One further clue is how elegiac 7.15 is. By this I mean how much 7.15 reads like a love poem. The elegiac theme of milita amoris (military service of love) appears in this poem in the transformation of the overly-macho demigod Hercules into a lovesick guardian, tempted by the pangs of his own lust. Check out the full poem:

Which boy here stands by Ianthis’ shining waters?
Does he escape, a Hylas from his Naiad mistress?
Oh it is well that the Tirynthian is worshipped in that wood
And protects the amorous waters so near!
Although you tend these fountains secure, Argynnus,
The Nymphs will do nothing: beware lest he wants something!

Hercules stands guard in this poem, trying to protect another potential Hylas (the statue Argynnus) from being stolen away by nymphs. The waters are threatening, aroused by the potential rape (“amorous waters”), and even Hercules is pricked by desire (“beware lest he wants something”). The attention focused on the statues around the fountain recalls that of Propertius’ desire for Cynthia’s statuesque form in elegy 1.3, with the desired person utterly objectified. Finally, given Ianthis’ role as Stella’s elegiac girlfriend in his own poetry, this poem drips with elegiac markers. In Martial’s own short draft (silva) there are so many allusions to elegiac tropes and Stella’s poetry in particular that it seems unlikely that the poet would not be referring to a similar scene in his patron’s work.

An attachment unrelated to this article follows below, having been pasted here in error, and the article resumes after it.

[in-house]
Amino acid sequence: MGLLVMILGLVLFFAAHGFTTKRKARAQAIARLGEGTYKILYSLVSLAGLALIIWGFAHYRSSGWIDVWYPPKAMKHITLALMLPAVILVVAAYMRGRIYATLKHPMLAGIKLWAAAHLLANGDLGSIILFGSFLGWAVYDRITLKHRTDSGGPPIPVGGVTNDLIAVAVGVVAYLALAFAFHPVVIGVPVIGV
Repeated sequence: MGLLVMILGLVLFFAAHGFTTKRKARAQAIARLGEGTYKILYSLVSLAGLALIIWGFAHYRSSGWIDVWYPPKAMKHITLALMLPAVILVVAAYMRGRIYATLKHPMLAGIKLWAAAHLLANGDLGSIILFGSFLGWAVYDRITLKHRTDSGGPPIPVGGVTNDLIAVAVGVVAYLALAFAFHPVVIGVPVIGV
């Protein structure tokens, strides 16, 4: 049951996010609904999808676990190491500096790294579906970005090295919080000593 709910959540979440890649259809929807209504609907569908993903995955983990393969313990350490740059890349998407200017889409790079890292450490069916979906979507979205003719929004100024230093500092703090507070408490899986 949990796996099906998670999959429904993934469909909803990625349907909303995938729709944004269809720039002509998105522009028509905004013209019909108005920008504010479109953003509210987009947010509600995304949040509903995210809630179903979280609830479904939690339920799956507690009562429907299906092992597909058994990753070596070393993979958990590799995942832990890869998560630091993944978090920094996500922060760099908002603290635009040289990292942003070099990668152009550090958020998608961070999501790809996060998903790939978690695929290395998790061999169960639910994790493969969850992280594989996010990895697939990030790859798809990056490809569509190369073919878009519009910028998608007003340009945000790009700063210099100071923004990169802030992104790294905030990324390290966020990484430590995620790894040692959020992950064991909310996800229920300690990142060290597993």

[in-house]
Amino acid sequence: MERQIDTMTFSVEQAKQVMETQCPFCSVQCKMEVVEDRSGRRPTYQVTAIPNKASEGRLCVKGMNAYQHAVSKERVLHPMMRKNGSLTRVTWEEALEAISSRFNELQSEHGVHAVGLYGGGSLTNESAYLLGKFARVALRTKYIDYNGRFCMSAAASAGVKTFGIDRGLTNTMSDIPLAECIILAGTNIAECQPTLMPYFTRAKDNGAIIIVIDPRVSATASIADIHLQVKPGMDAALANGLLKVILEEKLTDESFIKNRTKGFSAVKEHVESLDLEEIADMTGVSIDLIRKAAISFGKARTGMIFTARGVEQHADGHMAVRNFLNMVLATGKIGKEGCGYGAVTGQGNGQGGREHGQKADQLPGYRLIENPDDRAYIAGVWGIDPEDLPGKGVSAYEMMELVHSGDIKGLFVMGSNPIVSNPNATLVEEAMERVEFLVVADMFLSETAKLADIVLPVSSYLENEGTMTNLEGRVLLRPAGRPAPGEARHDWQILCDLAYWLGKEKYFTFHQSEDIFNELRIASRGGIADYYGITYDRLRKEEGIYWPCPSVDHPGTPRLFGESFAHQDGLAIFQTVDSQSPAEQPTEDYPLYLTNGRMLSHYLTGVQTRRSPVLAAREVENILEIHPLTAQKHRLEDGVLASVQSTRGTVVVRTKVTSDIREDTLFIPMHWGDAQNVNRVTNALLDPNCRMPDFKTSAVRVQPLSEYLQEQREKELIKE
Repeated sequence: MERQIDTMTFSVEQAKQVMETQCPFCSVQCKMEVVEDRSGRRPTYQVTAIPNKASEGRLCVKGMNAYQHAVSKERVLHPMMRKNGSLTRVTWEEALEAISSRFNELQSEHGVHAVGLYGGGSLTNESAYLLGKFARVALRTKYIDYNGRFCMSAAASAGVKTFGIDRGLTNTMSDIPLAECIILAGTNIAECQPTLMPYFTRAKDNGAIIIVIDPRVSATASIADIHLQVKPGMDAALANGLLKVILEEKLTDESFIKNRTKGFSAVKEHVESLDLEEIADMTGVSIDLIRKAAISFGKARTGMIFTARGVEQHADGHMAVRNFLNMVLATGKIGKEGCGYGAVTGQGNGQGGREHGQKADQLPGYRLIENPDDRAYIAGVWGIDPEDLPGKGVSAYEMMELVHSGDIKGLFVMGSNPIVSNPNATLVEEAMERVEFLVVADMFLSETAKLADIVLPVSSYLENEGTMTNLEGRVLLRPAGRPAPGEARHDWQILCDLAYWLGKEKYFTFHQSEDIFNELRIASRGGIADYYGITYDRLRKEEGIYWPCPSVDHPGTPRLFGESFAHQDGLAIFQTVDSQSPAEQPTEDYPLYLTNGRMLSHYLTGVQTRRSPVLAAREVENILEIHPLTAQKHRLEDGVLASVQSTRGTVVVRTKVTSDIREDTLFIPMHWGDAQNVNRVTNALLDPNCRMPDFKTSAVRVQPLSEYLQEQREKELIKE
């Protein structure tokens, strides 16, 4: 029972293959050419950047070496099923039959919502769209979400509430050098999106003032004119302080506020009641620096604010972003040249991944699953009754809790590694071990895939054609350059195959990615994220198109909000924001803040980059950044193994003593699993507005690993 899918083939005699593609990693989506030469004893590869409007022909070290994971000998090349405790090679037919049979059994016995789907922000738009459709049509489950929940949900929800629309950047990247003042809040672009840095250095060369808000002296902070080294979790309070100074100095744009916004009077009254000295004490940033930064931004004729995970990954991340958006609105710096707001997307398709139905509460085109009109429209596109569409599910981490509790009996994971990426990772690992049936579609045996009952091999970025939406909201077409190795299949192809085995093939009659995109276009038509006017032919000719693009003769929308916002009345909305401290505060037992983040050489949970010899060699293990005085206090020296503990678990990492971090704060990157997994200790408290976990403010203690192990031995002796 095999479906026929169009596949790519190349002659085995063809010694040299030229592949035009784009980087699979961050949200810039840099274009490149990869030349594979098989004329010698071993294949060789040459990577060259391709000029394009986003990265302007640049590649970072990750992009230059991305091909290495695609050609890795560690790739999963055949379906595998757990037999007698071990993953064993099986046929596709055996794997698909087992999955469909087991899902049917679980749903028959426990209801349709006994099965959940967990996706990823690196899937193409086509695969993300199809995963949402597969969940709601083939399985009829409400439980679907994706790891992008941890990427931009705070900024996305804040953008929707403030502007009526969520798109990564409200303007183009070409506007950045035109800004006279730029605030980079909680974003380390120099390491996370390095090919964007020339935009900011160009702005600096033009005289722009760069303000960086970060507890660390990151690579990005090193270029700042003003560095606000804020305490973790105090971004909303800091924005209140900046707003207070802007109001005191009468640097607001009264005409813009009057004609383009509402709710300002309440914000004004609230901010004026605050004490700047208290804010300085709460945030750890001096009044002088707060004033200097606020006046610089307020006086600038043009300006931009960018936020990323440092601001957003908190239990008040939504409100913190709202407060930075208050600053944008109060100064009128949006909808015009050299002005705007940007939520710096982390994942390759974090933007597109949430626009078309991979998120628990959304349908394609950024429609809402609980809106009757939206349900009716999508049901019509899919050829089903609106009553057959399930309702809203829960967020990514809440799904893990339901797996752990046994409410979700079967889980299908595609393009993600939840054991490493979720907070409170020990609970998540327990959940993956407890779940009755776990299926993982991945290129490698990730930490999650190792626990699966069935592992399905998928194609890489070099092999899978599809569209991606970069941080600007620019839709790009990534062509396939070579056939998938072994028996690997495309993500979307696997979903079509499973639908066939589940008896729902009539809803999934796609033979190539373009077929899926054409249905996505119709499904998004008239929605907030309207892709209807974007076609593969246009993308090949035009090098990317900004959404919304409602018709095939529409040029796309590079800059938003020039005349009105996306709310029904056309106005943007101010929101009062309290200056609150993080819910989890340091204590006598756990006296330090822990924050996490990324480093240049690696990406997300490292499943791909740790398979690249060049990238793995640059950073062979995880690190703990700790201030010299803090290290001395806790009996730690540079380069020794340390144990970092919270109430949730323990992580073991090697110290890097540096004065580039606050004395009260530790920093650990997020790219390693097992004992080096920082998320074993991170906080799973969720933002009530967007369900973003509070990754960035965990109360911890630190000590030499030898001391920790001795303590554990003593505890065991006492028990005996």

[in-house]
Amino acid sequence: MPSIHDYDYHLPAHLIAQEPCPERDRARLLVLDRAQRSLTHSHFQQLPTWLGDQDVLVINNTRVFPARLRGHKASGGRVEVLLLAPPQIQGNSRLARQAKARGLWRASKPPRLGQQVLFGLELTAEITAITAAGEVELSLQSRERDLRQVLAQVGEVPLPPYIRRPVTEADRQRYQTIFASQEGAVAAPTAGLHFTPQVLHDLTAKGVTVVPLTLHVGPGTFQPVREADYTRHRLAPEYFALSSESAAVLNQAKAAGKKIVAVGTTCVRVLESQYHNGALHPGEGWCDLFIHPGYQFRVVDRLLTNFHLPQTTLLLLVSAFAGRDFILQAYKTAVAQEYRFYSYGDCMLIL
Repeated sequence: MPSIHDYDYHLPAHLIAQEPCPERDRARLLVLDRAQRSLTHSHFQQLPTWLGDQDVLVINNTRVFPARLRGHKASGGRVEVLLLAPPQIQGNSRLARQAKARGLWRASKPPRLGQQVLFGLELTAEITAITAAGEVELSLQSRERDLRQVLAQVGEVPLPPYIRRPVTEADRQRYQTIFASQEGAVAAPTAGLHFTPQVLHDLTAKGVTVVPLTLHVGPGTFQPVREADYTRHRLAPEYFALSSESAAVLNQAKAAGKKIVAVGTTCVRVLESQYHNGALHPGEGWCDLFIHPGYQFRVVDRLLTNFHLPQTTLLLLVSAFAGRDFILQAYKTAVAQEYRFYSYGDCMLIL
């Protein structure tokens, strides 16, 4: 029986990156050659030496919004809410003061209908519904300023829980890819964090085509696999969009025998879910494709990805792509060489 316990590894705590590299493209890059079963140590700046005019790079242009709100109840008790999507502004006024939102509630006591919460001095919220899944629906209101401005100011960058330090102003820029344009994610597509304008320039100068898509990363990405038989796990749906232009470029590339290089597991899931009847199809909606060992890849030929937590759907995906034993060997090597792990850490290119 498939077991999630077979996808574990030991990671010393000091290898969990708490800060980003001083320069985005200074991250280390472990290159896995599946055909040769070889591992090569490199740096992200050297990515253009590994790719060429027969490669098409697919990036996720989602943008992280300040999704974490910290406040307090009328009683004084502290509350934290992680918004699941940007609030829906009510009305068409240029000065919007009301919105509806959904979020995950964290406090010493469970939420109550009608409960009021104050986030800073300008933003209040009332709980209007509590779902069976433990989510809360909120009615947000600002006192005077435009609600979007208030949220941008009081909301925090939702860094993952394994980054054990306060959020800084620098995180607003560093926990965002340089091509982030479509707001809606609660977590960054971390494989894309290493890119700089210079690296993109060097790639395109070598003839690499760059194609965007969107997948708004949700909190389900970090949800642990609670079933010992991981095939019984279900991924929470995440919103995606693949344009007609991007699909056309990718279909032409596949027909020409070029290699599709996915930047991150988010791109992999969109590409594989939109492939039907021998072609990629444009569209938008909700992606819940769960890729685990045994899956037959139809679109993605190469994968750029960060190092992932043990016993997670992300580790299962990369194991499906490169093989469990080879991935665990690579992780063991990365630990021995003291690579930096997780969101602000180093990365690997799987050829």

But then again, maybe a wood is sometimes just a wood…


Wray, D. (2007) ‘Wood: Statius’ Silvae and the Poetics of Genius’ Arethusa 40, 127-43.

This article gives a brilliant rundown of the metapoetic potential of silva in Latin poetry, and explores how Statius tries to characterise his poetry by its innate genius.

Happy Birthday Martial!

It would be remiss of me to let the 1st March to pass by unannounced. Partly because it’s my brother’s birthday, but also because he shares it with Marcus Valerius Martialis. The poet lets us know his date of birth in epigram 12.60, and his very name Martial (lit. ‘Of Mars/March’) flags up his association with the month.

I don’t have anything substantial to offer my author as a gift on this birthday, but it’s always nice to mark these very human occasions. Just for one moment I’m happy to let the mask of a persona theorist (see what I did there?) slip and to feel a physical connection to the man whose works I try to clarify on a daily basis.

And to my brother, happy 30th! I certainly hope we celebrate these Kalends for a long time to come!